I really get pissed that I can’t wear ‘bi skirt’ to UFL and it is again another ridiculous rule that they have imposed on the rules. If you are wondering what is a ‘phi skirt’, I’ll explain to to you. Back in the days, Myanmar women will wear ‘longyi’ (it’s called htamin in Myanmar) which is a piece of garment sewed together and wrapped around the waist. Modern day ladies would wear ‘htamain skirt’ which are skirts in the form of ‘longyi’ but they aren’t actual longyi so you don’t have the trouble to wrapping it around the waist and instead it’s held together by clothes pin. (This isn’t the exact word but I don’t know how to call it). Those skirts look exactly like real longyi so I had no trouble wearing them to UFL. “Phi Skirt” is also another type of ‘htamain skirt’ but it’s sewn together more like a real skirt and the only different is that it’s cut up in the front so you can walk and it would look like a htamain. Sometimes when the ‘phi skirt’ isn’t sewn properly or it’s not handled by a good designer, the front part will always flap open when you walk and your legs can be seen from the opening. I think the fashion police has a problem with that ‘cuz they don’t want to see any students revealing her legs. They also don’t allow wrapped skirts, the kind that you wear at the beach. There are so many rules and even through I don’t like them, I had to follow them as I want to learn at their place. There’s a Japanese phrase for this situation. It’s “Shoi Gar Nai” which is the informal way of saying “Shikata Ga Nai” which means it can’t be help and there’s nothing you can do about it. I’m not bad mouthing the teachers. It’s just their jobs to attend at the gate but still I’m just speaking out loud.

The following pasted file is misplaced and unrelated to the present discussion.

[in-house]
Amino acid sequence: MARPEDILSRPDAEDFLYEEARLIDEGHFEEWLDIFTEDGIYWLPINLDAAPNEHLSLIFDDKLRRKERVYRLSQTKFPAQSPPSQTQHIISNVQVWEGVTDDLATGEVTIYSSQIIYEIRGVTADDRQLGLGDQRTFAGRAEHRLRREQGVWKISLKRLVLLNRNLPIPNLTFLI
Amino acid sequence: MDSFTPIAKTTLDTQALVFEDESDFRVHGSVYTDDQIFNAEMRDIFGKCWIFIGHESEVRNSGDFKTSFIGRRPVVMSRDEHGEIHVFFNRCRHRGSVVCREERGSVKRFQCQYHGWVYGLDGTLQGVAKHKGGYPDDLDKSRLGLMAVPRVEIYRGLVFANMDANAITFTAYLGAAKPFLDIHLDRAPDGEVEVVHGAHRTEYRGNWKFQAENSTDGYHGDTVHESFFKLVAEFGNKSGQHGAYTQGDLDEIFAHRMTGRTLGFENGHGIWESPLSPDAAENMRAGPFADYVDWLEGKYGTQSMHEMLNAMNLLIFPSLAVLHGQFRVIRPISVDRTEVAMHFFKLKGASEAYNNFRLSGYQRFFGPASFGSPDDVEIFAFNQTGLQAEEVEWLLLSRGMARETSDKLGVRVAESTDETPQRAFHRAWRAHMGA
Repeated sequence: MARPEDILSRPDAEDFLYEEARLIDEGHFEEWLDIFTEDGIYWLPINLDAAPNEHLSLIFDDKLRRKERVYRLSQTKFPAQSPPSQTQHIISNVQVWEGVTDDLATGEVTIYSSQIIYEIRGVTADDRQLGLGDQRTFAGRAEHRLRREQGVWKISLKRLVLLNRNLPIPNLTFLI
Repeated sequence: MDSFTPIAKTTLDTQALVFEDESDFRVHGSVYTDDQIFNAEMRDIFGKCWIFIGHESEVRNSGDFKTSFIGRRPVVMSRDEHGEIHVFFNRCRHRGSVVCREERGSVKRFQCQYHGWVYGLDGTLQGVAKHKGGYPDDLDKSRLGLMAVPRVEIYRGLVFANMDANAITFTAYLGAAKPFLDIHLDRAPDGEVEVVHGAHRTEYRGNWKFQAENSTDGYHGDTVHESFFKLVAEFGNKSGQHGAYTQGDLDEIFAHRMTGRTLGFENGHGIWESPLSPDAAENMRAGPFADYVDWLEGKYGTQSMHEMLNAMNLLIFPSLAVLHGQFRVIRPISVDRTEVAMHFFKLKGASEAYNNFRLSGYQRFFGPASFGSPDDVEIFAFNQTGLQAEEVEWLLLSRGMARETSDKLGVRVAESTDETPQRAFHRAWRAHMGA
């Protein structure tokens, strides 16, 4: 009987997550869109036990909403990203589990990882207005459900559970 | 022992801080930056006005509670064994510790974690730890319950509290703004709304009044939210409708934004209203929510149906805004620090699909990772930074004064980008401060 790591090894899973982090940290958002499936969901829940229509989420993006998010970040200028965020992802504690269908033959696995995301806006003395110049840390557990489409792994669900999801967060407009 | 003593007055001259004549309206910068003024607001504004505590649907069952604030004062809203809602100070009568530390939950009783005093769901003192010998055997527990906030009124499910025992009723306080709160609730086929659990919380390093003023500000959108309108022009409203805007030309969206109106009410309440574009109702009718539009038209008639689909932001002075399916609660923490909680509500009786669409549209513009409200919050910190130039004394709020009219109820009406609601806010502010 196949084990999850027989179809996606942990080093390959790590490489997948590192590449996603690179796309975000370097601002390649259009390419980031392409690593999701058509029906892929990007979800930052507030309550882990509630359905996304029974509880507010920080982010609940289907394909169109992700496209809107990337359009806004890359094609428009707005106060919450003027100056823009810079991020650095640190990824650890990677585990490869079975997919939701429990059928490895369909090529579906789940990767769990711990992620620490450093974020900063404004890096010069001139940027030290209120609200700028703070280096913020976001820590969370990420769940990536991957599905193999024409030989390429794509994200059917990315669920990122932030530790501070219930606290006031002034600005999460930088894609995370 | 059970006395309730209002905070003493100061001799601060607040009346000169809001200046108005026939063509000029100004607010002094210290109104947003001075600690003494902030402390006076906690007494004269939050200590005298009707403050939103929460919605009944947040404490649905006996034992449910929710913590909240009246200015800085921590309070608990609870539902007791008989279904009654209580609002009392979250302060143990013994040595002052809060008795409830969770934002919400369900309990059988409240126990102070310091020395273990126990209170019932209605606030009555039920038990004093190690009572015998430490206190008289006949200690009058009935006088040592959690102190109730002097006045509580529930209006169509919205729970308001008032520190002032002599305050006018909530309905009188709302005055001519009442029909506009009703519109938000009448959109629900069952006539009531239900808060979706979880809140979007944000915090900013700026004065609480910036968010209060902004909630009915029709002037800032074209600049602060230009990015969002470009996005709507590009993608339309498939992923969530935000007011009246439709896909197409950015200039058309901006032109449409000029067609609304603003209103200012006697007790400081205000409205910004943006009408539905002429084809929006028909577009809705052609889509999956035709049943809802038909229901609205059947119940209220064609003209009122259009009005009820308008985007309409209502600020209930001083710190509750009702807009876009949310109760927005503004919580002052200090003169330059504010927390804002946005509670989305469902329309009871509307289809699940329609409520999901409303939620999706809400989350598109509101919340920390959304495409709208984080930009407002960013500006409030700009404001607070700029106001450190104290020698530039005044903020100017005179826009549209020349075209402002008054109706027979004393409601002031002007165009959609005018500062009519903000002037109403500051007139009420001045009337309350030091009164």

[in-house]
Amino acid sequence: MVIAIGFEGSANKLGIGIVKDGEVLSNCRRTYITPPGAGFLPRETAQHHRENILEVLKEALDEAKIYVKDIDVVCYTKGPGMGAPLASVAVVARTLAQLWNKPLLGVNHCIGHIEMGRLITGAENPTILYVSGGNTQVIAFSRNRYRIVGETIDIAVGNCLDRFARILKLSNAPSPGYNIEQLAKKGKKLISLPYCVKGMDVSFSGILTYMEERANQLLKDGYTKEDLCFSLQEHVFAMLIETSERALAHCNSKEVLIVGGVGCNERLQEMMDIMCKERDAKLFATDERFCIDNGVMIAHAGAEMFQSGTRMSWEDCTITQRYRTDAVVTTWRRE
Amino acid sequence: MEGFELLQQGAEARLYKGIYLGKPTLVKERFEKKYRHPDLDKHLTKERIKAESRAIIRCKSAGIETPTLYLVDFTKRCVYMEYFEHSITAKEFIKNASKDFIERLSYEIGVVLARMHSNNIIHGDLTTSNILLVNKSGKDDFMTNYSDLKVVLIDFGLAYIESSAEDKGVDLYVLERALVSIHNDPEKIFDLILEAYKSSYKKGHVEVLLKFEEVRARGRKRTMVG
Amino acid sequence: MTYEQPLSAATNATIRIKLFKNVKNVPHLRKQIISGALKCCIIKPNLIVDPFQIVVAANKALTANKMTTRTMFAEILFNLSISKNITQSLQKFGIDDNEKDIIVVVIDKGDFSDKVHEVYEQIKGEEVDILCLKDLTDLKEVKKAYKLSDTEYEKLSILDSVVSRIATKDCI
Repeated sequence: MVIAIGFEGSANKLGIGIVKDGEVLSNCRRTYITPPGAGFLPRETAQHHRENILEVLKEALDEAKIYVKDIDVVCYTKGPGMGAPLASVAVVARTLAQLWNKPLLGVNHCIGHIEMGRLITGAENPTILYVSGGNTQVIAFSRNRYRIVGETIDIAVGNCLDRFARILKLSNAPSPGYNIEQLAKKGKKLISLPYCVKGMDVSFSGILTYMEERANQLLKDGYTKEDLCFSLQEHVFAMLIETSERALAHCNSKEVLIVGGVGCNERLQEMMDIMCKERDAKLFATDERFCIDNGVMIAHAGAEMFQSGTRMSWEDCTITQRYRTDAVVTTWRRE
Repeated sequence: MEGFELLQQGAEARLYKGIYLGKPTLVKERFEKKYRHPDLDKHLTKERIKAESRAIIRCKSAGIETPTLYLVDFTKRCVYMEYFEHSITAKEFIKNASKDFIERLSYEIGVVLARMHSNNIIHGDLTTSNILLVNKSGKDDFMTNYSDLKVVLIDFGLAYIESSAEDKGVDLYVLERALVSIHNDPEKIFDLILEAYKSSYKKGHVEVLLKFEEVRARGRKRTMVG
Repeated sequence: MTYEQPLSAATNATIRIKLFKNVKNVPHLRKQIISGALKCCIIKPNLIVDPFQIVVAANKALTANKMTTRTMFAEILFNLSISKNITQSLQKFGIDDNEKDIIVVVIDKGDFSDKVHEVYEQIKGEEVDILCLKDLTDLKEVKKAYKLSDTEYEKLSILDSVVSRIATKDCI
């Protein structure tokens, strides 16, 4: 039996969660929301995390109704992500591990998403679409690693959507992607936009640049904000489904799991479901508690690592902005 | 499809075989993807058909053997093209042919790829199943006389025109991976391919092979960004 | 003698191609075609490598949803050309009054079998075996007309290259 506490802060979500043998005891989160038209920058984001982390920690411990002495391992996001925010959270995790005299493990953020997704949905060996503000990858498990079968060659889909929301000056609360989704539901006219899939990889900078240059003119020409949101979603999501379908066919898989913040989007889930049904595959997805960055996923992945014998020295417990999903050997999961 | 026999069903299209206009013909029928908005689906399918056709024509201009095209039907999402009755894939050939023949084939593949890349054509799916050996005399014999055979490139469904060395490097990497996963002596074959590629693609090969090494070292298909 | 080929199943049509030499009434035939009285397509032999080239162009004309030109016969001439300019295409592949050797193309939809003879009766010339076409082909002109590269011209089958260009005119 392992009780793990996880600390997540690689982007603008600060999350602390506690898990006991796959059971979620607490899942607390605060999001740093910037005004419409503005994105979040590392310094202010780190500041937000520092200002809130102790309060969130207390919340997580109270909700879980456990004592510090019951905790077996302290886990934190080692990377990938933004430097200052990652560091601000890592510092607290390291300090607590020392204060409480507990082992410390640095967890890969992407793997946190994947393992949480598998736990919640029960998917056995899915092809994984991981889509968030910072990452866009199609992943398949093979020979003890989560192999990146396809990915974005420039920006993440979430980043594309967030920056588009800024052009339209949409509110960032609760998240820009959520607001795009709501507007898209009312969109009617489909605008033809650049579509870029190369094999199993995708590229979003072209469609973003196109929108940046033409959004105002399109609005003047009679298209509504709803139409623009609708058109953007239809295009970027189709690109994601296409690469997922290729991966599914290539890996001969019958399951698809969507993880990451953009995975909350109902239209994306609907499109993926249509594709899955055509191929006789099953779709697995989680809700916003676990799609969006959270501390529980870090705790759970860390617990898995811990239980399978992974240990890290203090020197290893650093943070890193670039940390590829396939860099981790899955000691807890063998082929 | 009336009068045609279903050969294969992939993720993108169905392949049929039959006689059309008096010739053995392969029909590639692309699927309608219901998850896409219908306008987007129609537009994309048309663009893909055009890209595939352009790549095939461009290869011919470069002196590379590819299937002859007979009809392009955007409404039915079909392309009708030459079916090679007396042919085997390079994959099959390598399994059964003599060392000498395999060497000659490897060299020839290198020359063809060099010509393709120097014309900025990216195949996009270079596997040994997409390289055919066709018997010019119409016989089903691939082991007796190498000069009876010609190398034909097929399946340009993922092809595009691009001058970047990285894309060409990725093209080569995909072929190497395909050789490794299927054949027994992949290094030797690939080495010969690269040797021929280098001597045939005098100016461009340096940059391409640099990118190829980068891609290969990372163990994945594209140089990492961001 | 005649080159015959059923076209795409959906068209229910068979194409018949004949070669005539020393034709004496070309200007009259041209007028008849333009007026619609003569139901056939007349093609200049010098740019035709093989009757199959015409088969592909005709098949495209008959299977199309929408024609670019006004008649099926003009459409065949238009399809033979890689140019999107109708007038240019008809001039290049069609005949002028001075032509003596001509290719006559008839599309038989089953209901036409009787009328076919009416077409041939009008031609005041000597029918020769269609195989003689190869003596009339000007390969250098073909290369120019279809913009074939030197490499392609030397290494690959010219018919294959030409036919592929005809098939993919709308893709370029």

Aside from the fashion police, I like the university. I like how it’s so peace and quiet and not so crowded. I wished I could have attend English major at that university but my grades were so poor that I wouldn’t even be able to set a foot in that place if not for the evening classes (and morning diploma classes). Our class is situated right next to the canteen on the first floor. I think it’s called a Myanmarsar building where they teach foreigners Myanmarsar. I’m not so sure about it but the class rooms names start with Myan which is the abbreviation for Myanmarsar. We have three teachers in our class. The first teacher teaches the main lessons from the orange books. Personally, I don’t think he wanted us to learn like this, just reading dialogues after dialogues ‘cuz it’s too easy for us except for the fact that we don’t know the words. We haven’t even got to reading paragraphs in our lessons so lately he’s also teaching us how to read paragraphs and translated them on our own so we would proceed further than just reading dialogues. This Monday, he said there’ll be a listening exam on the final exam so he taught us one lesson on listening to a native Korean speaking and try to understand what she was saying. By the time the class was over, I managed to understand most of the words ‘cuz he also taught us the meaning but I still don’t catch the exact words she used in the cassette tape. I hope our exam won’t be that hard ‘cuz we are still not used to listening lessons which we rarely have in our class. He taught us in Basic 1 and he was the one who tested me for speaking.